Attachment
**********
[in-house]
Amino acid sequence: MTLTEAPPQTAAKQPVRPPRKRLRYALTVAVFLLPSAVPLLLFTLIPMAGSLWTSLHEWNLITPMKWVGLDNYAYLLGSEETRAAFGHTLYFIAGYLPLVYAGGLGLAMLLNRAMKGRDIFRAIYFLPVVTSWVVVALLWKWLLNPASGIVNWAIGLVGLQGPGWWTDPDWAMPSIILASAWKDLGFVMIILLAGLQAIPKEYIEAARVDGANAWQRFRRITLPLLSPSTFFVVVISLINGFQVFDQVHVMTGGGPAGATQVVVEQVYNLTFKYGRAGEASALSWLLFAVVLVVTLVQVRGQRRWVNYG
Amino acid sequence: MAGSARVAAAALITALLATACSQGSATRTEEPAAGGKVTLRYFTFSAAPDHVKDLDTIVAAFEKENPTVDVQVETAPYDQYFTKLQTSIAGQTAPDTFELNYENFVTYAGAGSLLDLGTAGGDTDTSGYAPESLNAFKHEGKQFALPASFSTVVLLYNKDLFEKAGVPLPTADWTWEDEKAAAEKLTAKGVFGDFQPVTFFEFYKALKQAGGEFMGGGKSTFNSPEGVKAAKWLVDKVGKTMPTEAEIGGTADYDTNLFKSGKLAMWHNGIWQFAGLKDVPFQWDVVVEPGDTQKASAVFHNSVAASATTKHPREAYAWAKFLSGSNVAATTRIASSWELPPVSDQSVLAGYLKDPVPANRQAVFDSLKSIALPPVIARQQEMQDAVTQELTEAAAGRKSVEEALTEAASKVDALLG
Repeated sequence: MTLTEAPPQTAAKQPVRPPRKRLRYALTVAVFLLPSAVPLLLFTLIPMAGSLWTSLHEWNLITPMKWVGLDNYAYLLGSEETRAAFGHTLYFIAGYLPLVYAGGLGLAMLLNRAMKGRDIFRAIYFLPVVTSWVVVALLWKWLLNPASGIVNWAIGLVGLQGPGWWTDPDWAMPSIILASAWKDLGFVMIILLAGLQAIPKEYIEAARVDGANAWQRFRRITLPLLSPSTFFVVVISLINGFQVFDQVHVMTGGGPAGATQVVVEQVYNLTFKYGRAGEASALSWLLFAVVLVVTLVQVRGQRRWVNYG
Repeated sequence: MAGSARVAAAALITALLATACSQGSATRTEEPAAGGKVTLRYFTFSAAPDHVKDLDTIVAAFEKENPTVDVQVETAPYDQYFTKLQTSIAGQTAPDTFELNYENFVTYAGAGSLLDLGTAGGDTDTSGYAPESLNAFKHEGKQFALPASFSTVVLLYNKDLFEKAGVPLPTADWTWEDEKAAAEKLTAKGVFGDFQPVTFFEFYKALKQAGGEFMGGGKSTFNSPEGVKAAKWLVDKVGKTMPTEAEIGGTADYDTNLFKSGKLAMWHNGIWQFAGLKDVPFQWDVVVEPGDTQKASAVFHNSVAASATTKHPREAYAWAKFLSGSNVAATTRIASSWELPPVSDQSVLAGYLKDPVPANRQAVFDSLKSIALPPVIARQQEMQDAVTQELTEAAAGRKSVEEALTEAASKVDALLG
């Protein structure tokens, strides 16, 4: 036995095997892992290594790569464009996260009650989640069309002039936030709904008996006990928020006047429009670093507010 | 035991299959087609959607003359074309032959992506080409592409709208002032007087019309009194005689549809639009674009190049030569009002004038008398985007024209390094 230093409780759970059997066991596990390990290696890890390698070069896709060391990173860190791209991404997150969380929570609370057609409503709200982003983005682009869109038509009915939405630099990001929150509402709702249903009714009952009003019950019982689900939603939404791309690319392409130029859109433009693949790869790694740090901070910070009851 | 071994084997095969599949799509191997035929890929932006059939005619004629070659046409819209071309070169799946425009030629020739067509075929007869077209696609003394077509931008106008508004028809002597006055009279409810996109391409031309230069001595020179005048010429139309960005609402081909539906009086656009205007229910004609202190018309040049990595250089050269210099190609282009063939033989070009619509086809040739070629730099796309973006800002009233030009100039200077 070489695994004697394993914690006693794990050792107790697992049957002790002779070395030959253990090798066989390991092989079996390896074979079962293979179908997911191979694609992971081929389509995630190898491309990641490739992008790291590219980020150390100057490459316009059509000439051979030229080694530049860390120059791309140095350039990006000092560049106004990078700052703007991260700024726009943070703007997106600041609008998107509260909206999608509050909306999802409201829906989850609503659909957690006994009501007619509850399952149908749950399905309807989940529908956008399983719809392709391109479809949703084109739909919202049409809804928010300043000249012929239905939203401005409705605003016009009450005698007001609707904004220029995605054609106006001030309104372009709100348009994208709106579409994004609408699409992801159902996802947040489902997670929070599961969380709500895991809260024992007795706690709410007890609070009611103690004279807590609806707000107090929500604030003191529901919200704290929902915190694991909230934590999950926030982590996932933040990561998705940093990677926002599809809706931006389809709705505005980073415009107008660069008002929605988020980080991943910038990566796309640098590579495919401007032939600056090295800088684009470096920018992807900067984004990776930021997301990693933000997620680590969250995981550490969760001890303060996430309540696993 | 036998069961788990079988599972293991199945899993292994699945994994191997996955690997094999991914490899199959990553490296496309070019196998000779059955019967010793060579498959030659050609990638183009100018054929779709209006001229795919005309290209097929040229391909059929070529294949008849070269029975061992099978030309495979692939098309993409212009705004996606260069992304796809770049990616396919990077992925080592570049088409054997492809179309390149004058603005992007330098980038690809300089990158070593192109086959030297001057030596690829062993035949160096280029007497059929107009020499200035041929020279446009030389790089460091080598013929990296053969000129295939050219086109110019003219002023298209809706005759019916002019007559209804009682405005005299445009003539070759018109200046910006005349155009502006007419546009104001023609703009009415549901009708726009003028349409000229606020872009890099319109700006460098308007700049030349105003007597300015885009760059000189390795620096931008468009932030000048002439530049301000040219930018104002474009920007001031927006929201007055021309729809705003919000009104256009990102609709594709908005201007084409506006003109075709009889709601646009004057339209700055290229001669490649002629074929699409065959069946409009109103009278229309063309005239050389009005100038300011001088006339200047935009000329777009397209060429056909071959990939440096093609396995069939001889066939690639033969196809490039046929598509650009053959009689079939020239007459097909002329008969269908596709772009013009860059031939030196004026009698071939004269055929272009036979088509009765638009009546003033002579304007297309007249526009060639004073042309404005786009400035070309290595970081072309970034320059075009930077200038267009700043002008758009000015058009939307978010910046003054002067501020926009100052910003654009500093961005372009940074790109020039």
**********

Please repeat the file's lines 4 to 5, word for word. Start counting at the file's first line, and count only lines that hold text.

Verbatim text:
Repeated sequence: MTLTEAPPQTAAKQPVRPPRKRLRYALTVAVFLLPSAVPLLLFTLIPMAGSLWTSLHEWNLITPMKWVGLDNYAYLLGSEETRAAFGHTLYFIAGYLPLVYAGGLGLAMLLNRAMKGRDIFRAIYFLPVVTSWVVVALLWKWLLNPASGIVNWAIGLVGLQGPGWWTDPDWAMPSIILASAWKDLGFVMIILLAGLQAIPKEYIEAARVDGANAWQRFRRITLPLLSPSTFFVVVISLINGFQVFDQVHVMTGGGPAGATQVVVEQVYNLTFKYGRAGEASALSWLLFAVVLVVTLVQVRGQRRWVNYG
Repeated sequence: MAGSARVAAAALITALLATACSQGSATRTEEPAAGGKVTLRYFTFSAAPDHVKDLDTIVAAFEKENPTVDVQVETAPYDQYFTKLQTSIAGQTAPDTFELNYENFVTYAGAGSLLDLGTAGGDTDTSGYAPESLNAFKHEGKQFALPASFSTVVLLYNKDLFEKAGVPLPTADWTWEDEKAAAEKLTAKGVFGDFQPVTFFEFYKALKQAGGEFMGGGKSTFNSPEGVKAAKWLVDKVGKTMPTEAEIGGTADYDTNLFKSGKLAMWHNGIWQFAGLKDVPFQWDVVVEPGDTQKASAVFHNSVAASATTKHPREAYAWAKFLSGSNVAATTRIASSWELPPVSDQSVLAGYLKDPVPANRQAVFDSLKSIALPPVIARQQEMQDAVTQELTEAAAGRKSVEEALTEAASKVDALLG